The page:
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“What Should We Eat Then?”

Posted June. 10, 2004 21:26,   


“Although mandoo is the issue, who can guarantee the safety of other foods?” said 36-year-old housewife Cho Eun-sook in Seoul. She said, “It seems that all the foods in markets have some problems,” adding, “From now on, I will not purchase processed foods.” Are Cho’s anxieties just an overreaction influenced by the faulty mandoo crisis?

The answer seems to be “no.” In reality, many things are happening that are proving her statement: “there are no processed foods we can safely eat.” Last year, six swindlers who sold more than 102,400 kilograms of hot pepper powder colored with tech-use colorants with carcinogenic substances in them were cracked down on by police. That is the amount that 20,000 adults can have in a year. If one ingests this hot pepper powder for a long time, it can cause vomiting or facial paralysis, revealed the National Scientific Criminal Investigation Laboratory.

On top of that, other bad foods that have incensed us so far are tonic foods made of dogs infected with hydrophobia, imported crabs with lead, imported crackers including bolts, hot pepper powder mixed with steel scraps, salted seafood made with tech-use salts, earthenware manufactured with tech-use glue, and squid for sushi use that has been sterilized with tech-use chlorine dioxide.

Taking the “mandoo crisis” as an opportunity, complaints and indignations from citizens are exploding like a volcano over the indifferent government reaction and the reality of a market teeming with tainted foods.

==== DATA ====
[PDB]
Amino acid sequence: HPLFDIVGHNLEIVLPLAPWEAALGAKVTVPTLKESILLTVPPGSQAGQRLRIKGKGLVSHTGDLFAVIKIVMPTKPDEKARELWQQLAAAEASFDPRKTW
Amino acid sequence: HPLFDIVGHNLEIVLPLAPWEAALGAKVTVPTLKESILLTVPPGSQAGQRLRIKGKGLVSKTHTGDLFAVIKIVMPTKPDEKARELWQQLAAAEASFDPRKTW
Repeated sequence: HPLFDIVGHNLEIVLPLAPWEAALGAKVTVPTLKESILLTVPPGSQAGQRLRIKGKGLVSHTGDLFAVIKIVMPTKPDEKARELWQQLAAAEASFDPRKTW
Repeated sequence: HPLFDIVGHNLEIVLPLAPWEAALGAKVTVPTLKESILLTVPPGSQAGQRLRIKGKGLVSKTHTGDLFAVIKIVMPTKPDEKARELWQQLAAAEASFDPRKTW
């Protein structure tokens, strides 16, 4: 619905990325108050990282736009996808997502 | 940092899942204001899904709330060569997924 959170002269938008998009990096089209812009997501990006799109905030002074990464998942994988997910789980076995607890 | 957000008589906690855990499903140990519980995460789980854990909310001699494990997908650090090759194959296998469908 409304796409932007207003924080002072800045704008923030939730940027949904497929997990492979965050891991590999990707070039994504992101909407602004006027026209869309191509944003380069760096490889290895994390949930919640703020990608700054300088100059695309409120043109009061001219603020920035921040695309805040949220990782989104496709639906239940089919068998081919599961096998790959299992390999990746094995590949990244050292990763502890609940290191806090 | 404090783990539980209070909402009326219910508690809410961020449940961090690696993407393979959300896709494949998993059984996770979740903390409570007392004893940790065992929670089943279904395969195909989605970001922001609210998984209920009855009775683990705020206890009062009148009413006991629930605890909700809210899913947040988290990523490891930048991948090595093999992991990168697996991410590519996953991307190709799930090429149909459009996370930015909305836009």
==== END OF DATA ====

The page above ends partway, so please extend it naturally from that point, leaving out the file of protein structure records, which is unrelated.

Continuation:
--Concern over the ineffective crackdown by the government

Although Uetteum Foods was caught manufacturing faulty mandoo, Korean style dumplings, three times by surveillance from Paju City since 2001, they simply paid a 12 million won penalty and continued to operate their factories, having manufactured 143 million won worth of products so far.

Although the Korea Food and Drug Agency (KFDA) and local governing bodies are continuing their control over corrupt food providers, they can carry on their business because in spite of threats of business suspension, they can continue their business with only an 80,000 won penalty per day (for companies with under 30 million won annual sales). Accordingly, many people point out that strict administrative measures should be carried out, such as the cancellation of permission to do business, in order to kick them out of market.

“It is right to see that government does not even check whether or not the problematic foods have been discarded,” said Kim Hee-kyung, an executive secretary for the YMCA’s citizen’s office. She added that “this will repeat again as long as the fundamental reformation of system is delayed.”

--Light punishment

A wholesaler, Mr. Y, and a representative executive of an animal laboratory, Mr. K, who were indicted because they sold dogs infected with hydrophobia and cerebritis for use as ingredients of tonic foods were both sentenced to a year’s imprisonment and placed on two years’ probation. Although the court confirmed their deliberations over selling the dogs in which they had injected various vaccines of contagious diseases for more than three years, it made this decision.

In cases like this, criminals violating food and sanitation laws have mostly been placed on probation, or given light penalties and then released. According to the 2003 judicature yearbook, among all food and sanitation criminals, only 36 cases that account for 2.1 percent of all cases were sentenced to practical imprisonment. The others were treated with relatively weak punishments such as penalties, probations, and suspended sentences.

The developed countries such as the United States and Japan strictly apply their laws to food criminals, giving real imprisonment in almost every case.

“When we revise the law, by means of deleting the penalty decree, to give a sentence of imprisonment to food criminals guilty of bad offenses, the food businessmen will stop laughing at the laws,” said an investigator in police headquarters.

A lawyer, Jeon Hyun-hee said “it is a type of behavior of mass destruction targeted at unidentified large numbers of people. The court and the prosecution should recognize the seriousness of food crimes and deal with them in earnest.”

Tae-Hoon Lee jefflee@donga.com needjung@donga.com